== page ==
Sunday, 8 May 2011

Dateline EGYPT: At least six dead as Muslims and Christians clash in neighbourhood near the capital.

At least six people have been killed and 75 others wounded in clashes between Muslims and Christians in the Egyptian capital Cairo, hospital and security officials said.

Saturday's clashes erupted after a group of Muslims attacked the Coptic Saint Mena church in the northwestern district of Imbaba to free a Christian woman they alleged was being held against her will because she wanted to convert to Islam.
The verbal clash soon developed into a full fledged confrontation where the two sides exchanged gunfire, firebombs and stones.

Hermina, a parish priest, told AFP news agency that the dead were Copts who died when "thugs
and Salafists fired at them" in the late afternoon attack.

The church floor was bloodstained as wounded Christians were brought in for treatment.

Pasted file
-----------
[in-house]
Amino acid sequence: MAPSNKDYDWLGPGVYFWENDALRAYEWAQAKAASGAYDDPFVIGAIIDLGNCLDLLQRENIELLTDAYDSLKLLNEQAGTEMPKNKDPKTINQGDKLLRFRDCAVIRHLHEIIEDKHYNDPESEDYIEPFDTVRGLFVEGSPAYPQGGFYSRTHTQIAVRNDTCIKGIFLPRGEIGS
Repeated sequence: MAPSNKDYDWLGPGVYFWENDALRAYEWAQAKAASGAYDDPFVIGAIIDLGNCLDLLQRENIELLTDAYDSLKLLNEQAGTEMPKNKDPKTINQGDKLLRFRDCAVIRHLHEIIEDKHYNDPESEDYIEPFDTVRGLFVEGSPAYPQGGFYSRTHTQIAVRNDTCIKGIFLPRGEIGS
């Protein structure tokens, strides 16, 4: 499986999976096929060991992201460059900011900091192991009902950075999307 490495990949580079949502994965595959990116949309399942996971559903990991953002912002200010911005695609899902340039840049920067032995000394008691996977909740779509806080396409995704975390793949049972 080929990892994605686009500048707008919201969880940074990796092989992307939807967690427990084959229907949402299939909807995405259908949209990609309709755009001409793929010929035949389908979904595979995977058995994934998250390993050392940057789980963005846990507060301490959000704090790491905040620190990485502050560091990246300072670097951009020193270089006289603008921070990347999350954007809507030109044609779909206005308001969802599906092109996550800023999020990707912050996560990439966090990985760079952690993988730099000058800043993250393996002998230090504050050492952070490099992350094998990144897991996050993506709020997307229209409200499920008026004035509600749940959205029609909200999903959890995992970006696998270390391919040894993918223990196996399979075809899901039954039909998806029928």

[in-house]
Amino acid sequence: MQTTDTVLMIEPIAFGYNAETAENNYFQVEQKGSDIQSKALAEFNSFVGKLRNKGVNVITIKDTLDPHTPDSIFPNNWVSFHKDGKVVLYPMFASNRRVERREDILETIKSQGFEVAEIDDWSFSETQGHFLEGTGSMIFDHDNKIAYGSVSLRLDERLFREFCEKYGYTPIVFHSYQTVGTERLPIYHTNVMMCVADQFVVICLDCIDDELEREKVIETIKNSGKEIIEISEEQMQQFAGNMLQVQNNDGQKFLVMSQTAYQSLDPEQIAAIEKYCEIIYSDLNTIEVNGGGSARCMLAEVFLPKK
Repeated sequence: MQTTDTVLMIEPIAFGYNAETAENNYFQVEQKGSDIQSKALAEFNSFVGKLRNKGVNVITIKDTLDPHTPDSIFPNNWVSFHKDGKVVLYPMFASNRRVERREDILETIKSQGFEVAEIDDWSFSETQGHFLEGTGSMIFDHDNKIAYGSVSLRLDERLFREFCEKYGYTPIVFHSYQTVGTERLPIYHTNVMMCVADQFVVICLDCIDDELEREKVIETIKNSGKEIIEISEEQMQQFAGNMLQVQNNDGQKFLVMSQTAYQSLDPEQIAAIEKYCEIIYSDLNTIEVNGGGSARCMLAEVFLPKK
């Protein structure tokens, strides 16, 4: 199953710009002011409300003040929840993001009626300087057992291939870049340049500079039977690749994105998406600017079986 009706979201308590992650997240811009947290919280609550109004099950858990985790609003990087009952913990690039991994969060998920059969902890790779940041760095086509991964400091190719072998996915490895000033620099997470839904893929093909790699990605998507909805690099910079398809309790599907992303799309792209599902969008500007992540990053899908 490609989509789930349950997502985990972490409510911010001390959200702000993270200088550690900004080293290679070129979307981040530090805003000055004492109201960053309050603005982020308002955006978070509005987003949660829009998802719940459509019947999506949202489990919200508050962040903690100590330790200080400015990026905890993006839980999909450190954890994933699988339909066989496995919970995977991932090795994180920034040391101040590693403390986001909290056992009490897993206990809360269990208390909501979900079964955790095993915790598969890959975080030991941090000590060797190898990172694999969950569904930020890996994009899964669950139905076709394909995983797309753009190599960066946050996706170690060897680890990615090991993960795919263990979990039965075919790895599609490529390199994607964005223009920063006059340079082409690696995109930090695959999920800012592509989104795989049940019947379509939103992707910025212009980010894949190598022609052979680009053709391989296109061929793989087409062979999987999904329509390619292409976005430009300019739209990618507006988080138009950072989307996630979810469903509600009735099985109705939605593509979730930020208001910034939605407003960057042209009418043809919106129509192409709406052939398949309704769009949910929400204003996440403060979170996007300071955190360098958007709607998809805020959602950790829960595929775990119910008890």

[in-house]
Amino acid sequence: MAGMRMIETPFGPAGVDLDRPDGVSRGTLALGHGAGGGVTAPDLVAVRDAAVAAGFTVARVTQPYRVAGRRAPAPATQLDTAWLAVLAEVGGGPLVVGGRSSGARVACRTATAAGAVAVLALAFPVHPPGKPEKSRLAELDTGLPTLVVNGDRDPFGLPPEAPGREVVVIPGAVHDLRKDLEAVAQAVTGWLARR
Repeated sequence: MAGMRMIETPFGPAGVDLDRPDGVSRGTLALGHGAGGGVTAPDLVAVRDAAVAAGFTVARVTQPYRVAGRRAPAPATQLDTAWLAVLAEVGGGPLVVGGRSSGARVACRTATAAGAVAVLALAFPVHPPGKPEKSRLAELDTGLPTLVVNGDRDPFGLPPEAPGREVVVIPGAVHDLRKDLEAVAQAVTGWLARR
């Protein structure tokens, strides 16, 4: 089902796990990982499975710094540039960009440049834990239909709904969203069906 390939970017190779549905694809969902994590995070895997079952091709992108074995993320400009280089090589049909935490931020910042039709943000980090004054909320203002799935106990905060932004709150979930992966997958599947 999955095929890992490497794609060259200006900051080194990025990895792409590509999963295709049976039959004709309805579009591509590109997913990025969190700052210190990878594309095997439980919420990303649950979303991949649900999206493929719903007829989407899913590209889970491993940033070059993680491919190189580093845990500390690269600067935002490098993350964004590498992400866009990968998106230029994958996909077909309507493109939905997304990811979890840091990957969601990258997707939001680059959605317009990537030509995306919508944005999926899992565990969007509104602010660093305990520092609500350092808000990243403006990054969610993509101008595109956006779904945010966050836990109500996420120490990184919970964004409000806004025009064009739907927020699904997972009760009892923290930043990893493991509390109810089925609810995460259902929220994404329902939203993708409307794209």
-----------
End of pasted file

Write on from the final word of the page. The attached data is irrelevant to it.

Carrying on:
Authorities deployed large numbers of soldiers and police, backed by armoured vehicles, to the area. The army fired shots in the air and used tear gas to separate both sides, witnesses said.

Interfaith relationships often cause tension in Egypt, where Christians make up about 10 per cent of its 80 million people.
Call for calm
The strife represents another challenge to Egypt's military rulers who are trying to restore law and order after President Hosni Mubarak was forced to step down in a popular uprising in February.
   
The Grand Mufti of Egypt Ali Gomaa, a senior Islamic religious figure, called for calm.
"All Egyptians must stand shoulder to shoulder and prevent strife," he told the state MENA news agency.
He also urged the military council to stop anyone from meddling with the security of Egypt.
Christians complain about unfair treatment, including rules they say make it easier to build a mosque than a church.
Claims that Christian women who converted to Islam were kidnapped and held in churches or monasteries have soured relations between the two communities for months.


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